NEW YORK — Everytown for Gun Safety today released the following statement today applauding the bipartisan U.S. Conference of Mayors for passing resolutions calling on the U.S. Senate to pass legislation to require background checks on all gun sales and for state legislatures and Congress to pass Extreme Risk laws, also called Red Flag laws. The conference also passed resolutions to support cities using their purchasing power to support smart gun technology and to encourage responsible behavior by gun dealers.
“Cities are on the frontlines of America’s gun violence crisis, so it’s no surprise that mayors are at the forefront of the movement to pass common-sense gun laws,” said John Feinblatt, president of Everytown for Gun Safety. “Now it’s time for our leaders in Washington to follow the lead of America’s mayors and push through the slate of gun safety bills making their way through Congress.”
“Mayors understand the need for taking real action to reduce gun violence in our communities,” said Cincinnati Mayor John Cranley, chair of the Mayors and Police Chiefs Task Force. “These are practical solutions, like Extreme Risk Protection Orders, which are real tools for police and family members to intervene when someone is clearly at high risk of hurting others or committing suicide.”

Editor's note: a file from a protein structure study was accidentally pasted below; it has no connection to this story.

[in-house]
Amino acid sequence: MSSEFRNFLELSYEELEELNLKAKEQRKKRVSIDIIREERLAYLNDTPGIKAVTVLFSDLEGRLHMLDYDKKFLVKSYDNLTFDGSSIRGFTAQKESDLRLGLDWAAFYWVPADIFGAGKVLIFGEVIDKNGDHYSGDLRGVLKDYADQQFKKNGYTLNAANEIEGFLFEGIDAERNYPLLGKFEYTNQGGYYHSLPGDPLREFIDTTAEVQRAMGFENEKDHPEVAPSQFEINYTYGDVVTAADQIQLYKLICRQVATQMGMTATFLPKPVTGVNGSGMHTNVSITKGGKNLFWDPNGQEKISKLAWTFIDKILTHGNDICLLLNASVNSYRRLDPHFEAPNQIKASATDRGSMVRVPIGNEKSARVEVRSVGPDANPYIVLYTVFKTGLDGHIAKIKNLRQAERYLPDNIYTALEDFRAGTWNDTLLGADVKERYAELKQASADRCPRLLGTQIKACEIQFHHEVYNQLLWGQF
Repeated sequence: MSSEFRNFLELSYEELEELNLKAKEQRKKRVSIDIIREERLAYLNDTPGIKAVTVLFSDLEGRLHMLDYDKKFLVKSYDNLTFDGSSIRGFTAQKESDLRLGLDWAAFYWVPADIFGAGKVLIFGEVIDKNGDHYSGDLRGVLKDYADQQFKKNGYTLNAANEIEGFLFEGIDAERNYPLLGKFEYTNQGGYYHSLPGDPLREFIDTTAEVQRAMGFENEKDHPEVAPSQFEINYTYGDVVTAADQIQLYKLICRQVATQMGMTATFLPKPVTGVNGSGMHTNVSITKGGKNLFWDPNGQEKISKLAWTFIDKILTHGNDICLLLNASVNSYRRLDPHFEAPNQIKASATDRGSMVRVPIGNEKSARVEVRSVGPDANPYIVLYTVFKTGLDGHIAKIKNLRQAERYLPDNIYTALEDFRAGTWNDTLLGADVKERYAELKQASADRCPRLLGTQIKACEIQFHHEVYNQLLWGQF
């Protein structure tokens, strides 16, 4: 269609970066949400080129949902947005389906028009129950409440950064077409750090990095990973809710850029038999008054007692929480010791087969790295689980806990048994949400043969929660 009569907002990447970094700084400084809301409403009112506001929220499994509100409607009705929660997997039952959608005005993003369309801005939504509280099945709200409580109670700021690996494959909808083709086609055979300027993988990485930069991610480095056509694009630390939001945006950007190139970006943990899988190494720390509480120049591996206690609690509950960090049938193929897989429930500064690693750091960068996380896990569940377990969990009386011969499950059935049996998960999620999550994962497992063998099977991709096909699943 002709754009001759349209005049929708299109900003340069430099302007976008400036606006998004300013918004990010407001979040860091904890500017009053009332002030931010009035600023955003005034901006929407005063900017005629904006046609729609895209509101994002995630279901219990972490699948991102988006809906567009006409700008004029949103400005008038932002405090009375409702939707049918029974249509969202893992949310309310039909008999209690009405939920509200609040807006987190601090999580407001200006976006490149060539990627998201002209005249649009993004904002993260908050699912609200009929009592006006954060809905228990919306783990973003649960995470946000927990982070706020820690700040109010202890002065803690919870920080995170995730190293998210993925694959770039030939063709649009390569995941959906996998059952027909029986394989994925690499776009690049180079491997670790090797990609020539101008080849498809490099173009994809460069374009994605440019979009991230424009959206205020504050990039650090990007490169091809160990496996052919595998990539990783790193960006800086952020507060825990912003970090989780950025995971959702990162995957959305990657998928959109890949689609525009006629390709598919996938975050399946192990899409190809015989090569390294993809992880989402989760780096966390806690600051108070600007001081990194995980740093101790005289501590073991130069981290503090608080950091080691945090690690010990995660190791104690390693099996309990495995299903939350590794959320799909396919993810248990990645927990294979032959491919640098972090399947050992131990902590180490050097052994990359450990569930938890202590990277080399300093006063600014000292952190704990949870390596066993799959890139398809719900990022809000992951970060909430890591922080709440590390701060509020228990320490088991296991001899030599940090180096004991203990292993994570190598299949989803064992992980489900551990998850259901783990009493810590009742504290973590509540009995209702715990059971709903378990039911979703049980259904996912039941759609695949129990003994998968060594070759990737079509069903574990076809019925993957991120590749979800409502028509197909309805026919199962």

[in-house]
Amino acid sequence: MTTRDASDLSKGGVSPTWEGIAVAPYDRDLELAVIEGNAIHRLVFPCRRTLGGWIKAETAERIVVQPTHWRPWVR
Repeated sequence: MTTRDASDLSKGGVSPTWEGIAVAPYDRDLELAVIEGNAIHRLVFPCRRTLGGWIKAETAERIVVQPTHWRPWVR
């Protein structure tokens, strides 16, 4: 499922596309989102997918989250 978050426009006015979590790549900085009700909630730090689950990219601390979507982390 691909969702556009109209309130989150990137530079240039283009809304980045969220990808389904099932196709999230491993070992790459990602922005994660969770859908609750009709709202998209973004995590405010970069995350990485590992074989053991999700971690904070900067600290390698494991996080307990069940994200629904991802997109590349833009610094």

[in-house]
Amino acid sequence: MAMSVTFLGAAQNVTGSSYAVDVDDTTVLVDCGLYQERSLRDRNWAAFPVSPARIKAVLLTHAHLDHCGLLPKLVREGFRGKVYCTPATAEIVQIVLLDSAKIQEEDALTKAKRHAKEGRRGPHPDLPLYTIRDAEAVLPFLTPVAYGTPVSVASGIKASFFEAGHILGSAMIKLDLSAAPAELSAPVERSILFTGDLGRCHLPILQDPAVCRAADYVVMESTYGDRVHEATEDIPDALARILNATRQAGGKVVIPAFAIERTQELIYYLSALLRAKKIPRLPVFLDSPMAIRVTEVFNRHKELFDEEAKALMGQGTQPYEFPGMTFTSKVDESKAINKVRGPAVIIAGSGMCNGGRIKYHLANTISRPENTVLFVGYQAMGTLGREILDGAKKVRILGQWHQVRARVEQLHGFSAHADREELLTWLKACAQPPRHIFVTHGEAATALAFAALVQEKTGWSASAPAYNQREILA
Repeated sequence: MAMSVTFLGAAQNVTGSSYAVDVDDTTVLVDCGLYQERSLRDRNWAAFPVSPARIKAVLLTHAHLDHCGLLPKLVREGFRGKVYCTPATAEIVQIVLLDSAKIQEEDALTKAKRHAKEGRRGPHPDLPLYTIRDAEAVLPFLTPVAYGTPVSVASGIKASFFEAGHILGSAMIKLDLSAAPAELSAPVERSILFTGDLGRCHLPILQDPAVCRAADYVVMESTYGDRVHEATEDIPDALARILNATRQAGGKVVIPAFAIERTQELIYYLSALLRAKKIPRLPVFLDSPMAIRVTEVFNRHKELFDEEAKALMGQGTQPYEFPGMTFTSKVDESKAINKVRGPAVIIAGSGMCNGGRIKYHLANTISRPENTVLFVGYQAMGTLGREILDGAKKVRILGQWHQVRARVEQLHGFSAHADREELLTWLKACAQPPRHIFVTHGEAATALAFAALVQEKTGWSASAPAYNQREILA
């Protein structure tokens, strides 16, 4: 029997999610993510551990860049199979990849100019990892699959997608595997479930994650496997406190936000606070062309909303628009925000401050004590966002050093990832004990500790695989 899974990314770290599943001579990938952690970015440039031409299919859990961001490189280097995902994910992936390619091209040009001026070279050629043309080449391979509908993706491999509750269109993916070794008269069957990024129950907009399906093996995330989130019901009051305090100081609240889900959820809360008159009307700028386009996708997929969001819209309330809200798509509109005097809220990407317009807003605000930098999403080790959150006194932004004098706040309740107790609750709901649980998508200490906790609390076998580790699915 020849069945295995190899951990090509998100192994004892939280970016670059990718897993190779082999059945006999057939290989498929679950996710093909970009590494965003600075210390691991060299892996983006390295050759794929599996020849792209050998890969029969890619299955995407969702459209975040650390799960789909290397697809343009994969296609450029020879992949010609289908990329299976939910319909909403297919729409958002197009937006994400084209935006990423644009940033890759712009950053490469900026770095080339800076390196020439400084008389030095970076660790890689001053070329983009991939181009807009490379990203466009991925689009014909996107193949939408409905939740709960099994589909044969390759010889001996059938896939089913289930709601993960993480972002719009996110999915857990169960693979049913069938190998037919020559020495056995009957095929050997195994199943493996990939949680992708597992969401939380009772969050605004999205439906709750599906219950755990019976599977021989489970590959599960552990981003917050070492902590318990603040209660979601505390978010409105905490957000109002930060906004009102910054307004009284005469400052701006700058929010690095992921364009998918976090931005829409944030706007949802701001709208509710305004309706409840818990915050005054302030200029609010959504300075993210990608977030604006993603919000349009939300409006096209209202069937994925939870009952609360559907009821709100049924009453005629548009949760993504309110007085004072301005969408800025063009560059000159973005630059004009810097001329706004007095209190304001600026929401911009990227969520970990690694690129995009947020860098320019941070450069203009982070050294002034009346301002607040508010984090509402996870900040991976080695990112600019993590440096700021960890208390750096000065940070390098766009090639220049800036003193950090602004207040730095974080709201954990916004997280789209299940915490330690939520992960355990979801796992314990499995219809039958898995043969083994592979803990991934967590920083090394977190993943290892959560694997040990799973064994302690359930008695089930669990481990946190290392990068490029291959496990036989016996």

It’s now been more than 100 days since the U.S. House passed H.R. 8, the Bipartisan Background Checks Act of 2019, which would require background checks on all gun sales, but the U.S. Senate has thus far failed to take action. An investigation by Everytown for Gun Safety Support Fund found that in 2018 alone, there were nearly 1.2 million gun ads on an online gun marketplace called Armslist.com for gun sales where no background check was legally required. Of those looking to purchase firearms from unlicensed sellers on Armslist.com, 1 in 9 prospective buyers had prohibiting histories or status – a rate over 7 times higher than buyers who fail background checks at licensed dealers or in other contexts where background checks are required.
Red Flag laws allow families and law enforcement to ask a judge to temporarily suspend a person’s access to guns when there is evidence that person poses a serious threat to him- or herself or others. When someone is in a state of crisis, or threatening violence against themselves or other people, access to a firearm can mean the difference between life and death. Seventeen states and the District of Columbia have passed a Red Flag law, in fact, twelve states did so after the Parkland mass shooting, and five of them have been signed by Republican governors.